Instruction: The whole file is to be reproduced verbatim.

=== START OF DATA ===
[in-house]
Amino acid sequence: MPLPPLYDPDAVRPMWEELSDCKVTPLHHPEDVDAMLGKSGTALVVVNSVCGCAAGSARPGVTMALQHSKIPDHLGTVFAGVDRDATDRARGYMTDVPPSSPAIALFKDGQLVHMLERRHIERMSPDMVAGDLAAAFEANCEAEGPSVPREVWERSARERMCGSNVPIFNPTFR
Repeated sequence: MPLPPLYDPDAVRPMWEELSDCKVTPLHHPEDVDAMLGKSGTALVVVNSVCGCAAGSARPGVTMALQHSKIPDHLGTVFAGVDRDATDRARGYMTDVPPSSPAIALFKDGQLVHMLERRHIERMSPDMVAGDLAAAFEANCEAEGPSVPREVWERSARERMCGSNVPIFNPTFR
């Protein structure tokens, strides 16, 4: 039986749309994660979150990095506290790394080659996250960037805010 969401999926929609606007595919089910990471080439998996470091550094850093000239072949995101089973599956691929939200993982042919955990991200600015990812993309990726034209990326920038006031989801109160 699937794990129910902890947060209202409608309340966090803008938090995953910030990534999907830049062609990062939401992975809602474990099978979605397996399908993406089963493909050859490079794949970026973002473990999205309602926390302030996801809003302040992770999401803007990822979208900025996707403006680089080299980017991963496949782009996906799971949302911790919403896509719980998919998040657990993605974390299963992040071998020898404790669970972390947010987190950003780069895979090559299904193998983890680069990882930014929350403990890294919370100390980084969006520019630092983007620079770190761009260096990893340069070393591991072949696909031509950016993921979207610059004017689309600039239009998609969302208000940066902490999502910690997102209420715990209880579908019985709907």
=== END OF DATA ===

[in-house]
Amino acid sequence: MPLPPLYDPDAVRPMWEELSDCKVTPLHHPEDVDAMLGKSGTALVVVNSVCGCAAGSARPGVTMALQHSKIPDHLGTVFAGVDRDATDRARGYMTDVPPSSPAIALFKDGQLVHMLERRHIERMSPDMVAGDLAAAFEANCEAEGPSVPREVWERSARERMCGSNVPIFNPTFR
Repeated sequence: MPLPPLYDPDAVRPMWEELSDCKVTPLHHPEDVDAMLGKSGTALVVVNSVCGCAAGSARPGVTMALQHSKIPDHLGTVFAGVDRDATDRARGYMTDVPPSSPAIALFKDGQLVHMLERRHIERMSPDMVAGDLAAAFEANCEAEGPSVPREVWERSARERMCGSNVPIFNPTFR
């Protein structure tokens, strides 16, 4: 039986749309994660979150990095506290790394080659996250960037805010 969401999926929609606007595919089910990471080439998996470091550094850093000239072949995101089973599956691929939200993982042919955990991200600015990812993309990726034209990326920038006031989801109160 699937794990129910902890947060209202409608309340966090803008938090995953910030990534999907830049062609990062939401992975809602474990099978979605397996399908993406089963493909050859490079794949970026973002473990999205309602926390302030996801809003302040992770999401803007990822979208900025996707403006680089080299980017991963496949782009996906799971949302911790919403896509719980998919998040657990993605974390299963992040071998020898404790669970972390947010987190950003780069895979090559299904193998983890680069990882930014929350403990890294919370100390980084969006520019630092983007620079770190761009260096990893340069070393591991072949696909031509950016993921979207610059004017689309600039239009998609969302208000940066902490999502910690997102209420715990209880579908019985709907």